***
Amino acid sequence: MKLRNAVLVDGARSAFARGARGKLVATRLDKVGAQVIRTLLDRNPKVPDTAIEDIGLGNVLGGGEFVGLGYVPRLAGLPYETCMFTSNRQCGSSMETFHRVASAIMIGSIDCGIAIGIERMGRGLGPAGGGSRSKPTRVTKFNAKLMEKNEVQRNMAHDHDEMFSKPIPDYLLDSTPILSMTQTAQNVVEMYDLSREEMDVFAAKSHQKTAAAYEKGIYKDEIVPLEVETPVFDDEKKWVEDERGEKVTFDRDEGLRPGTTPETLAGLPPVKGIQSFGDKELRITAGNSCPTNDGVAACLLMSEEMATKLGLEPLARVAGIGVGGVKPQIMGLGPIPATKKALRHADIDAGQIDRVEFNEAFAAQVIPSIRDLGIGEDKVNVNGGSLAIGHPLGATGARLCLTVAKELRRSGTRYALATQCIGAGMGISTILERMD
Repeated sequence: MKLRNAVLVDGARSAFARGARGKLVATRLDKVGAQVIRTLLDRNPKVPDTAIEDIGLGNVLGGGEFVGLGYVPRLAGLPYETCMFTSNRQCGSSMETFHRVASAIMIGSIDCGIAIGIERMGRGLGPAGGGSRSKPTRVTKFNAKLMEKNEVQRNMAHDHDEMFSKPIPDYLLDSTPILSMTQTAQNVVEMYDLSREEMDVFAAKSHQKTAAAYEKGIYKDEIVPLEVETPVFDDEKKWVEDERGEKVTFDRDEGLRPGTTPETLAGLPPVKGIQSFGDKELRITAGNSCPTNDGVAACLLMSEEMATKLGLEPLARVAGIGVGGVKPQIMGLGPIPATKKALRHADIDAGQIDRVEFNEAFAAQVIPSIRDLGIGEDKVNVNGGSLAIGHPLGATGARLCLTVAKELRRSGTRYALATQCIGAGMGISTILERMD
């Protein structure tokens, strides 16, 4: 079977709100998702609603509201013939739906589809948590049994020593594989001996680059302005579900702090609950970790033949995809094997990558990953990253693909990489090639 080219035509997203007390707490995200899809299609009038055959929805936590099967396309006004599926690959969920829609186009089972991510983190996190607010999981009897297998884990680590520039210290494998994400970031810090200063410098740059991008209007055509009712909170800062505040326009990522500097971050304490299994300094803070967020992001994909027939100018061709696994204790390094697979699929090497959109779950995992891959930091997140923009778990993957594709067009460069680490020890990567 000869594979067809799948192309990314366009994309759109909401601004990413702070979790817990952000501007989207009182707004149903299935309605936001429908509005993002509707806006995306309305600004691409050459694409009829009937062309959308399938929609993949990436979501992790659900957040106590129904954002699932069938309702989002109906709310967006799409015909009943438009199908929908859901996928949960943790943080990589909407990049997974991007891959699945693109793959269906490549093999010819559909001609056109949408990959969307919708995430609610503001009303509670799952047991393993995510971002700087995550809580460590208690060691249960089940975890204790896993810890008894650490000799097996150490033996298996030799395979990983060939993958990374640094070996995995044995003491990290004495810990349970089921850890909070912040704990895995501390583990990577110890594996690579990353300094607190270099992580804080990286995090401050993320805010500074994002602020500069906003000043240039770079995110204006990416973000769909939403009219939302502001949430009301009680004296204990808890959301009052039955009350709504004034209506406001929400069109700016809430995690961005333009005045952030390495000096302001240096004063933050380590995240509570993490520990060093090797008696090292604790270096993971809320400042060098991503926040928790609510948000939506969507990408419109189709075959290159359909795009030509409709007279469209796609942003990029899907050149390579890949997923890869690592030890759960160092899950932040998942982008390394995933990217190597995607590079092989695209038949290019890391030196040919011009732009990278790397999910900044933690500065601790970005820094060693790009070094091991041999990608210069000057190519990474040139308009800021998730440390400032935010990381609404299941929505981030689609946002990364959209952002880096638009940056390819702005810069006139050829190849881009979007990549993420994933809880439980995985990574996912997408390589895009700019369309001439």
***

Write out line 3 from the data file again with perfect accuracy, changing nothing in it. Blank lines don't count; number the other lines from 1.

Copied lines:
């Protein structure tokens, strides 16, 4: 079977709100998702609603509201013939739906589809948590049994020593594989001996680059302005579900702090609950970790033949995809094997990558990953990253693909990489090639 080219035509997203007390707490995200899809299609009038055959929805936590099967396309006004599926690959969920829609186009089972991510983190996190607010999981009897297998884990680590520039210290494998994400970031810090200063410098740059991008209007055509009712909170800062505040326009990522500097971050304490299994300094803070967020992001994909027939100018061709696994204790390094697979699929090497959109779950995992891959930091997140923009778990993957594709067009460069680490020890990567 000869594979067809799948192309990314366009994309759109909401601004990413702070979790817990952000501007989207009182707004149903299935309605936001429908509005993002509707806006995306309305600004691409050459694409009829009937062309959308399938929609993949990436979501992790659900957040106590129904954002699932069938309702989002109906709310967006799409015909009943438009199908929908859901996928949960943790943080990589909407990049997974991007891959699945693109793959269906490549093999010819559909001609056109949408990959969307919708995430609610503001009303509670799952047991393993995510971002700087995550809580460590208690060691249960089940975890204790896993810890008894650490000799097996150490033996298996030799395979990983060939993958990374640094070996995995044995003491990290004495810990349970089921850890909070912040704990895995501390583990990577110890594996690579990353300094607190270099992580804080990286995090401050993320805010500074994002602020500069906003000043240039770079995110204006990416973000769909939403009219939302502001949430009301009680004296204990808890959301009052039955009350709504004034209506406001929400069109700016809430995690961005333009005045952030390495000096302001240096004063933050380590995240509570993490520990060093090797008696090292604790270096993971809320400042060098991503926040928790609510948000939506969507990408419109189709075959290159359909795009030509409709007279469209796609942003990029899907050149390579890949997923890869690592030890759960160092899950932040998942982008390394995933990217190597995607590079092989695209038949290019890391030196040919011009732009990278790397999910900044933690500065601790970005820094060693790009070094091991041999990608210069000057190519990474040139308009800021998730440390400032935010990381609404299941929505981030689609946002990364959209952002880096638009940056390819702005810069006139050829190849881009979007990549993420994933809880439980995985990574996912997408390589895009700019369309001439």